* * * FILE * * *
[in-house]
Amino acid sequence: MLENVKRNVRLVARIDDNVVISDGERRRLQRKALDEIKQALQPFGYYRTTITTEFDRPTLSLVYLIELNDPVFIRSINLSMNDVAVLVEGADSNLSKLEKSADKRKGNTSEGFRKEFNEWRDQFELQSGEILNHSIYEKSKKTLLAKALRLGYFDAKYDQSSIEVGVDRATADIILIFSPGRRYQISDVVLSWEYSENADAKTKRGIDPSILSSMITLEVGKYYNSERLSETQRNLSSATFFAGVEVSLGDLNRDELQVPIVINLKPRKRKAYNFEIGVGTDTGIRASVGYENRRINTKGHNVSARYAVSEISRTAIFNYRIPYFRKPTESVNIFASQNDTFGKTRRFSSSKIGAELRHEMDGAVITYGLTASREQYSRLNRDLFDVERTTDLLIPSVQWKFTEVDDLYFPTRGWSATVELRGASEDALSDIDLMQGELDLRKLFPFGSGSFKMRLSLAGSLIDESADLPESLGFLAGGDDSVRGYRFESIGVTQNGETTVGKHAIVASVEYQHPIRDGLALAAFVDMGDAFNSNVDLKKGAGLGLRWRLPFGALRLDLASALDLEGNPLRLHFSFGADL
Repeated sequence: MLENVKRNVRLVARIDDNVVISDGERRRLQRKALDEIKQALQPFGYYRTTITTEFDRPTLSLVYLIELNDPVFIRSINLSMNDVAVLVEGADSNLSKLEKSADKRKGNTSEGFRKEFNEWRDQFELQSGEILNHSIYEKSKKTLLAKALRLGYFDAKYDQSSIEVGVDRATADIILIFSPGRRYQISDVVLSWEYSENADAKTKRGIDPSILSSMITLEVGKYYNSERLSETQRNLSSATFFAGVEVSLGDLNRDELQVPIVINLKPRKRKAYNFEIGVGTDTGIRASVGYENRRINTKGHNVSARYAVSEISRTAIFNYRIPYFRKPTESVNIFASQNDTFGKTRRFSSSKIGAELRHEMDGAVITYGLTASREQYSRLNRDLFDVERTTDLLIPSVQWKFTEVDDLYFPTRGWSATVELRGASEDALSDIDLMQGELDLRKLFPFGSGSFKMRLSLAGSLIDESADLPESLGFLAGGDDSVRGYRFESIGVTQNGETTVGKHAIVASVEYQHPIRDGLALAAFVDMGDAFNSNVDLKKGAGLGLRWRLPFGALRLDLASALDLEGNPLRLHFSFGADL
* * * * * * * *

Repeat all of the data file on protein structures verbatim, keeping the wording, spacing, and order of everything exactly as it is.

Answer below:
[in-house]
Amino acid sequence: MLENVKRNVRLVARIDDNVVISDGERRRLQRKALDEIKQALQPFGYYRTTITTEFDRPTLSLVYLIELNDPVFIRSINLSMNDVAVLVEGADSNLSKLEKSADKRKGNTSEGFRKEFNEWRDQFELQSGEILNHSIYEKSKKTLLAKALRLGYFDAKYDQSSIEVGVDRATADIILIFSPGRRYQISDVVLSWEYSENADAKTKRGIDPSILSSMITLEVGKYYNSERLSETQRNLSSATFFAGVEVSLGDLNRDELQVPIVINLKPRKRKAYNFEIGVGTDTGIRASVGYENRRINTKGHNVSARYAVSEISRTAIFNYRIPYFRKPTESVNIFASQNDTFGKTRRFSSSKIGAELRHEMDGAVITYGLTASREQYSRLNRDLFDVERTTDLLIPSVQWKFTEVDDLYFPTRGWSATVELRGASEDALSDIDLMQGELDLRKLFPFGSGSFKMRLSLAGSLIDESADLPESLGFLAGGDDSVRGYRFESIGVTQNGETTVGKHAIVASVEYQHPIRDGLALAAFVDMGDAFNSNVDLKKGAGLGLRWRLPFGALRLDLASALDLEGNPLRLHFSFGADL
Repeated sequence: MLENVKRNVRLVARIDDNVVISDGERRRLQRKALDEIKQALQPFGYYRTTITTEFDRPTLSLVYLIELNDPVFIRSINLSMNDVAVLVEGADSNLSKLEKSADKRKGNTSEGFRKEFNEWRDQFELQSGEILNHSIYEKSKKTLLAKALRLGYFDAKYDQSSIEVGVDRATADIILIFSPGRRYQISDVVLSWEYSENADAKTKRGIDPSILSSMITLEVGKYYNSERLSETQRNLSSATFFAGVEVSLGDLNRDELQVPIVINLKPRKRKAYNFEIGVGTDTGIRASVGYENRRINTKGHNVSARYAVSEISRTAIFNYRIPYFRKPTESVNIFASQNDTFGKTRRFSSSKIGAELRHEMDGAVITYGLTASREQYSRLNRDLFDVERTTDLLIPSVQWKFTEVDDLYFPTRGWSATVELRGASEDALSDIDLMQGELDLRKLFPFGSGSFKMRLSLAGSLIDESADLPESLGFLAGGDDSVRGYRFESIGVTQNGETTVGKHAIVASVEYQHPIRDGLALAAFVDMGDAFNSNVDLKKGAGLGLRWRLPFGALRLDLASALDLEGNPLRLHFSFGADL